Before You Start Your White Paper Project, Ask These Questions (Part 3 of 4)

By John White

This is part 3 of a series on your internal preparation for a white paper project. Third: What is your paper’s call to action?

A good white paper is like a diving board.

  • You promote and preface it so that your ideal readers see the benefit in getting onto it.
  • You inform AND persuade, so that readers feel that they are drawing their own conclusions as they move down it.
  • You set it up so that those conclusions lead in one specific direction – to your category of product or service.

Once you’ve done all of this, and your readers are at the end of the diving board, what do you need to do next?

Tell Them How to Jump In

The last step in a strong white paper is a strong call to action. Just as it’s obvious what you need to do when you’re standing on the end of a diving board, you need to make it obvious to your readers what their next steps are. Since these can vary widely, the question to answer before you begin the project is:

What do we want readers to do once they’ve read the white paper?

Examples:

  • Click here to register for our webinar on IT service management
  • Forward to a colleague via e-mail
  • Subscribe to our green energy newsletter or blog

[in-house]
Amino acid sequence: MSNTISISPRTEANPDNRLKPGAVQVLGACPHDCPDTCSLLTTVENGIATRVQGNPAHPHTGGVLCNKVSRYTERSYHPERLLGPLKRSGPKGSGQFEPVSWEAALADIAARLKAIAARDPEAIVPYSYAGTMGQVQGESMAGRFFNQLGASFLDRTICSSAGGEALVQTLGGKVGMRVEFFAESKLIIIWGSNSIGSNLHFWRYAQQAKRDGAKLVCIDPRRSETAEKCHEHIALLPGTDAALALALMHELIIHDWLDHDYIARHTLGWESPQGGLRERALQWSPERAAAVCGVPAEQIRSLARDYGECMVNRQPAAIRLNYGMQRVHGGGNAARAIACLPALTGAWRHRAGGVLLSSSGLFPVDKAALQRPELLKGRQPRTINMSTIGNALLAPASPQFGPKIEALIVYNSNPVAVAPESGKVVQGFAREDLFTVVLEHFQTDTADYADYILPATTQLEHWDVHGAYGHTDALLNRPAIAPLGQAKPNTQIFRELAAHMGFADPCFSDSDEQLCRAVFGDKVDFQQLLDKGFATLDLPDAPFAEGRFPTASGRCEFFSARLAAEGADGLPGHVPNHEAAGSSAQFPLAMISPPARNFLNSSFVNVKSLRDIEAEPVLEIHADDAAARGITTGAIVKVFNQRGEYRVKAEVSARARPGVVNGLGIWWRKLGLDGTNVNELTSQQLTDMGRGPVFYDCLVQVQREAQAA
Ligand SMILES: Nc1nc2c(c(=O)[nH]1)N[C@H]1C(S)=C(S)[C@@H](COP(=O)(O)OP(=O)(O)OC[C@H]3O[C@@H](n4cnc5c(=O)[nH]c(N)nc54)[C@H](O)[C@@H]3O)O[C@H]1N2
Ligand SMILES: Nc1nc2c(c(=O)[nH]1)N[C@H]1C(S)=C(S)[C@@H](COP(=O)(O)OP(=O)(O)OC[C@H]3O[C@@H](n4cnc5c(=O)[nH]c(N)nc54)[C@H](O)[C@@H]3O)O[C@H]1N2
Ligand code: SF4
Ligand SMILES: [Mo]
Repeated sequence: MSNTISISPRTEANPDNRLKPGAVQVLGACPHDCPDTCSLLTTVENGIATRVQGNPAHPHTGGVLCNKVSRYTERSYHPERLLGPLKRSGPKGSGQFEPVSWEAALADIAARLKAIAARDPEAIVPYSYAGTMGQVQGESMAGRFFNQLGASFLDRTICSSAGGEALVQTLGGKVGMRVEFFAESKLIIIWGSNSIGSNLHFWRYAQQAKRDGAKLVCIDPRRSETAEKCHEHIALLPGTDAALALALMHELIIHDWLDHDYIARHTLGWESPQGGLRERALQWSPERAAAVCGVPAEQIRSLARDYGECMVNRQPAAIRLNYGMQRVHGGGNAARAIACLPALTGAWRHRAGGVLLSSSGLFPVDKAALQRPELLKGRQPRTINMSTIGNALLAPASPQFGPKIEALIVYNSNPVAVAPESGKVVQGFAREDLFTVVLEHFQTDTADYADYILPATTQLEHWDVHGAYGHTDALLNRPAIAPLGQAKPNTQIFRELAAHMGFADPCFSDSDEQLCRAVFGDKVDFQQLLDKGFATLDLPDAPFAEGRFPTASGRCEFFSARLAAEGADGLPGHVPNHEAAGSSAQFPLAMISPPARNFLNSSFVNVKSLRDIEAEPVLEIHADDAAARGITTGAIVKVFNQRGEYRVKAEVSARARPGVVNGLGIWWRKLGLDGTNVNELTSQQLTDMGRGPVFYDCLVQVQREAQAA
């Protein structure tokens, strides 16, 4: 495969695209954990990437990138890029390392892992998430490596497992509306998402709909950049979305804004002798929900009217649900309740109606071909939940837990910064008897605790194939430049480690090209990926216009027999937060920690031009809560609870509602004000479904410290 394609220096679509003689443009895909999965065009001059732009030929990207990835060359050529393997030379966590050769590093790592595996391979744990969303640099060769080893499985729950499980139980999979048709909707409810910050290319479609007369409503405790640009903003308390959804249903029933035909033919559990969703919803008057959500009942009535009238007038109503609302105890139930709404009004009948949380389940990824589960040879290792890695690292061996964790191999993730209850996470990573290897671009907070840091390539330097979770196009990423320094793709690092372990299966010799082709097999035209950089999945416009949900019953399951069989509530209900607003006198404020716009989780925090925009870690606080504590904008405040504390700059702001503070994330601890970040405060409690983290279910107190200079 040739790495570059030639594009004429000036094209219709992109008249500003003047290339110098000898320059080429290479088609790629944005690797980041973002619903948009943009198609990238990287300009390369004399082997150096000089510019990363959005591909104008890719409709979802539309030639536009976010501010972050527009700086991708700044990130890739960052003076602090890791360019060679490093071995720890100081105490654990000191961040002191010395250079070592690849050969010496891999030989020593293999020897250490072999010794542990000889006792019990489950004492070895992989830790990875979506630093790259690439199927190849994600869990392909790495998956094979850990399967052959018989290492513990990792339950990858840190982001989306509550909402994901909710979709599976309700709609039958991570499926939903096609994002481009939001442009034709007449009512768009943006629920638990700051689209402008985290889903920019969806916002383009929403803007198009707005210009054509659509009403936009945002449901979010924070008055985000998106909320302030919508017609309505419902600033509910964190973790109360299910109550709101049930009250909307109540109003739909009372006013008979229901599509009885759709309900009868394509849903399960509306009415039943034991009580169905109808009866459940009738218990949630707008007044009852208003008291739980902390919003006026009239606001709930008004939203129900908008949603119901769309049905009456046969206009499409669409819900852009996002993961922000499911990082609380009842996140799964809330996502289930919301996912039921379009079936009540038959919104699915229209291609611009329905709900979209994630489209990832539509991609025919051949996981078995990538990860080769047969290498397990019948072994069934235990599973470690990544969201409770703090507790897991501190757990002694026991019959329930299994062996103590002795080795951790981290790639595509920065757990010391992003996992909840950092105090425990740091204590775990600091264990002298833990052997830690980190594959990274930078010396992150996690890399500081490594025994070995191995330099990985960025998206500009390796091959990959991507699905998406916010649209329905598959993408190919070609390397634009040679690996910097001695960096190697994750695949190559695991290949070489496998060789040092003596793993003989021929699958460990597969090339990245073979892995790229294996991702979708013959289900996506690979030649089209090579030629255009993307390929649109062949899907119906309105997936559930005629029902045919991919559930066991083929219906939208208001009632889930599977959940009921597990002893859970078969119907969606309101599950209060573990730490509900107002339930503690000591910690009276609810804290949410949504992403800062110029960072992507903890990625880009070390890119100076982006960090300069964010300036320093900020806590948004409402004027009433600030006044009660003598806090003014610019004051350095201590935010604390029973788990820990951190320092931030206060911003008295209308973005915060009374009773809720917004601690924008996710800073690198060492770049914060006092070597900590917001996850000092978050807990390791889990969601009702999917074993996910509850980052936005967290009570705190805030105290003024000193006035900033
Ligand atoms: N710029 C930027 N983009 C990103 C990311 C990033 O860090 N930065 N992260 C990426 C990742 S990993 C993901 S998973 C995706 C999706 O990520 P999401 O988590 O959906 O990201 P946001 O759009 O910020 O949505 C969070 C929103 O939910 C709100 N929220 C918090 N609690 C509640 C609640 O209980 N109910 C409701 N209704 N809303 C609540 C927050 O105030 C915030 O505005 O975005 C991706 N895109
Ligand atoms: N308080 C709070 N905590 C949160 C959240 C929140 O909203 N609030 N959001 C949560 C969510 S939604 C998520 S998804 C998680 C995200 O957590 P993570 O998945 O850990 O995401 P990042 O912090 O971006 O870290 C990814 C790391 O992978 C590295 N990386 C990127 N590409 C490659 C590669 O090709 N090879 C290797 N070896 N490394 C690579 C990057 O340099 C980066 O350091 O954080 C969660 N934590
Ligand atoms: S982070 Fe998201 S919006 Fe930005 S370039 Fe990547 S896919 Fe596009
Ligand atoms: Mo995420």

• Tweet/Digg this
  • Use our template to write to your congressman
  • Disagree vehemently with the author and post a comment
  • Agree vehemently with the author and post a comment
  • Rate the white paper with 1-5 stars
  • Do your own research on telemedicine reimbursement at these links

An Integral Part of the White Paper

Don’t just regurgitate your press release boilerplate on the last page of the white paper or give an info@ e-mail address. This is an opportunity to use your valuable content to cultivate a following and generate momentum.

Also, this call to action should be integrated to the white paper and to the rest of your marketing landscape. It should reflect your messaging platform or creative brief, and it should hitch the white paper firmly to the surrounding campaign.

“For more information, contact Sales” need not apply. Tell your readers how and why to follow you, and give them a good reason to do so.

How do you get your readers to dive in?

Next: Is the writer up to it?

John White of venTAJA Marketing posts about technology writing from the perspective of the marketing manager. It’s dirty work, but somebody has to do it.

photo credit: http://www.flickr.com/photos/amagill/ / CC BY 2.0

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  • ongobee

    Dear Michael,
    We are starting a website that will allow you to share information with others. We've also created a GUI with rules based knowledge capability. Do you think this would be useful to technical writers? Appreciate any feedback.

  • ongobee

    Dear Michael,
    We are starting a website that will allow you to share information with others. We've also created a GUI with rules based knowledge capability. Do you think this would be useful to technical writers? Appreciate any feedback.
    http://www.ongobee.com